Various systematic reviews have recently shown that intra-articular platelet-rich plasma (IA-PRP) can lead to symptomatic relief of knee osteoarthritis for up to 12 months. There exist limited data on its use in small joints, such as the trapeziometacarpal joint (TMJ) or carpometacarpal joint (CMCJ) of the thumb. A prospective, randomized, blind, controlled, clinical trial of 33 patients with clinical and radiographic osteoarthritis of the TMJ (grades: I-III according to the Eaton and Littler classification) was conducted. Group A patients (16 patients) received 2 ultrasound-guided IA-PRP injections, while group B patients (17 patients) received 2 ultrasound-guided intra-articular methylprednisolone and lidocaine injections at a 2-week interval. Patients were evaluated prior to and at 3 and 12 months after the second injection using the visual analogue scale (VAS) 100/100, shortened Disabilities of the Arm, Shoulder, and Hand Questionnaire (Q-DASH), and patient's subjective satisfaction. No significant differences between the baseline clinical and demographic characteristics of the 2 groups were identified. After 12 months' follow-up, the IA-PRP treatment has yielded significantly better results in comparison with the corticosteroids, in terms of VAS score ( P = 0.015), Q-DASH score ( P = 0.025), and patients' satisfaction ( P = 0.002). Corticosteroids offer short-term relief of symptoms, but IA-PRP might achieve a lasting effect of up to 12 months in the treatment of early to moderate symptomatic TMJ arthritis.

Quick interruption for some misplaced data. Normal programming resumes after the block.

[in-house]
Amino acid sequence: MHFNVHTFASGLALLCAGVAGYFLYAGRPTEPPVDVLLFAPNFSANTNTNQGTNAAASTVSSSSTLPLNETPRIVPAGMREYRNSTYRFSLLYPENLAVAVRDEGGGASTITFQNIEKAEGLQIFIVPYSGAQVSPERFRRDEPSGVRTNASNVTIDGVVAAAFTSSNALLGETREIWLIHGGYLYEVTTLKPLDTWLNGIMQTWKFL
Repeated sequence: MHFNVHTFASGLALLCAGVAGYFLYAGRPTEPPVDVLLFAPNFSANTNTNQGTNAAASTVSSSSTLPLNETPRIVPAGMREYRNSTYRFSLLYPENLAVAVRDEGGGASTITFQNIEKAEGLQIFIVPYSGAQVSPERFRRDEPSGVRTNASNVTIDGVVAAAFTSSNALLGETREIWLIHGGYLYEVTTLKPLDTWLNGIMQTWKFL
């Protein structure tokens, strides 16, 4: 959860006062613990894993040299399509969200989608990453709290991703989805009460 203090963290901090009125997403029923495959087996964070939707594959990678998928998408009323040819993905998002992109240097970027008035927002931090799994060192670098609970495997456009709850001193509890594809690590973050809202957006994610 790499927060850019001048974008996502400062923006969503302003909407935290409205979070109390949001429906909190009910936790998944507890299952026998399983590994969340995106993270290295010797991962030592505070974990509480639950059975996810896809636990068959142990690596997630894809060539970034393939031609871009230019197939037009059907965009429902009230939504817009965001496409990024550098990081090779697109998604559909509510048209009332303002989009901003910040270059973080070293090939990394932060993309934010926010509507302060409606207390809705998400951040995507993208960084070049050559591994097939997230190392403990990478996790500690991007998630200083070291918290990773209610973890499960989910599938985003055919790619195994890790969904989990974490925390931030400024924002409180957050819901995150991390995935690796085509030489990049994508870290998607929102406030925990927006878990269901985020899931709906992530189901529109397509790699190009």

Keywords: corticosteroid injection; intra-articular injection; platelet-rich plasma; thumb carpometacarpal; trapeziometacarpal.